Barnes H. Ellis “The role of a lawyer is to be a good citizen”

Setting Portland Roots

Barnes Ellis at the start of his legal career in 1964.

In 1963, Barnes accepted a summer associate position with the largest firm (30 attorneys) in Portland—Hart, Rockwood, Davies, Biggs, and Strayer.  After graduating magna cum laude Harvard Law in 1964, he became an associate in the firm.  Along with a high standard of work, involvement in the community was a firm priority.  Barnes joined the Portland City Club almost immediately (in later years he spent two terms on the board of governors). He participated in cultural panel discussions on local TV. He volunteered with the ACLU. When asked about the challenges of his early years as an attorney, Barnes recalls, “Everything was a challenge, but also an opportunity. I did a range of practice areas from 1964-67, including corporate, tax, as well as some litigation.” Children Barnes C. (1965) and Mary (1967) joined the family .    

Manly Strayer. Strayer and Fraser photos from Stoel Rives LLP: A History.

Barnes’ early mentors at the firm were Manley Strayer and George Fraser (LSA recipient, 2010).  Manley Strayer (1906-85) was born in Baker City, Oregon and attended Willamette University where he took both undergraduate and law courses.  He passed the bar exam but had to delay admission to the bar until he turned 21. After years spent practicing in Baker City in a variety of capacities, he came to Portland to work as an assistant U.S. attorney, and then worked in the Antitrust Division of the U.S. Department of Justice.  He joined the firm as a partner in 1942.  He was widely regarded as one of Oregon’s great trial attorneys. Iowa-born

George Fraser.

George Fraser (1917-2011) joined the firm in 1946 after serving in the U.S. Navy and attending Harvard Law School.  Barnes found George to be a wonderfully creative lawyer. “He would come up with five out-of-the-box ideas. Four of them would be ridiculous, but one would be brilliant.” As the occasional beneficiary of Fraser’s gentle deflating when it came to working with hot-tempered adversaries, Barnes also appreciated his people and management skills.

Talking about his early work as an attorney, Barnes recalls that a good way for a new lawyer to get time in court “was to volunteer to represent indigent criminal defendants. You don’t get paid much, but my firm was very supportive.” Gideon v. Wainwright was decided by the Supreme Court in 1963 and it would have a profound impact on Barnes’ career.  In 1966, the Due Process Committee of the ACLU of Oregon initiated a study of the Portland Municipal Court.  Barnes chaired the committee and their report, published in April 1967, was referred to as “scorching.”  Recommendations included: transfer of all state cases from the municipal docket to the Multnomah County District Court docket;  removal of drunk cases and creation of a “detoxification facility;” provision of a public defender for indigent defendants; and physical removal of the court facilities from the Police Bureau building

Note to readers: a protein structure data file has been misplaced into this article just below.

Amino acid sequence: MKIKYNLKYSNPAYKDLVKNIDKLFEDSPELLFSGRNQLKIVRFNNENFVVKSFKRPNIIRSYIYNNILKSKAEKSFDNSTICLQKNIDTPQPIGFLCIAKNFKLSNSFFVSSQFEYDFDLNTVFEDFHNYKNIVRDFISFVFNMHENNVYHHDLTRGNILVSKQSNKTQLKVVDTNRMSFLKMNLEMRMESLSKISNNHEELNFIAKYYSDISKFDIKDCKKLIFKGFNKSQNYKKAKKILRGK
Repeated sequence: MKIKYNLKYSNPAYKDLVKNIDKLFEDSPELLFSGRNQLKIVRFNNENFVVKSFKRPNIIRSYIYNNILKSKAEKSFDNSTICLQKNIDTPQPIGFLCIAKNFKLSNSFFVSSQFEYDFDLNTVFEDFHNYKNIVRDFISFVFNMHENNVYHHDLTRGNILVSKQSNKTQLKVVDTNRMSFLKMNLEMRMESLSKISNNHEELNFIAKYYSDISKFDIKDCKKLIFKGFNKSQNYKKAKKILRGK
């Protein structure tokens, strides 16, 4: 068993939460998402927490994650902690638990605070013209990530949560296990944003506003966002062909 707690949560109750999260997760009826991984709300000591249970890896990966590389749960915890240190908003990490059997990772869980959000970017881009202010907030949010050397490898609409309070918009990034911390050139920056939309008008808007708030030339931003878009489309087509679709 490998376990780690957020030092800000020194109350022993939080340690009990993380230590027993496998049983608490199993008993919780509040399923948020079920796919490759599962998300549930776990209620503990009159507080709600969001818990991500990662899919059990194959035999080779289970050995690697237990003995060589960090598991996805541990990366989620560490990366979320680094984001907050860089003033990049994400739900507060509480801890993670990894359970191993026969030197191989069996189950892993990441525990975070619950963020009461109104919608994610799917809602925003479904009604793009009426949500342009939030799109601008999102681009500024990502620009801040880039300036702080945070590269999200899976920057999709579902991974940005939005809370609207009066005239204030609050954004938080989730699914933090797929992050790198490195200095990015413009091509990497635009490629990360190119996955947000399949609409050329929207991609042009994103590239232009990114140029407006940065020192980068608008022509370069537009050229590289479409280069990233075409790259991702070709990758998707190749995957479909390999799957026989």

White House Fellow

In 1964, Secretary of Health, Education and Welfare John Gardner started the White House Fellows program. The program’s goal was to provide several promising young Americans with first-hand, high-level experience in the federal government. It was hoped that they would return to their communities with a sense of personal involvement in the leadership of society.  Fellows earned a full-time salary serving as assistants to senior White House staff, the vice president, and cabinet members. Barnes applied, and after regional and national interviews, he was chosen to be a White House Fellow.  He, Molly, and their three children under age five moved to McLean, Virginia in August 1967.

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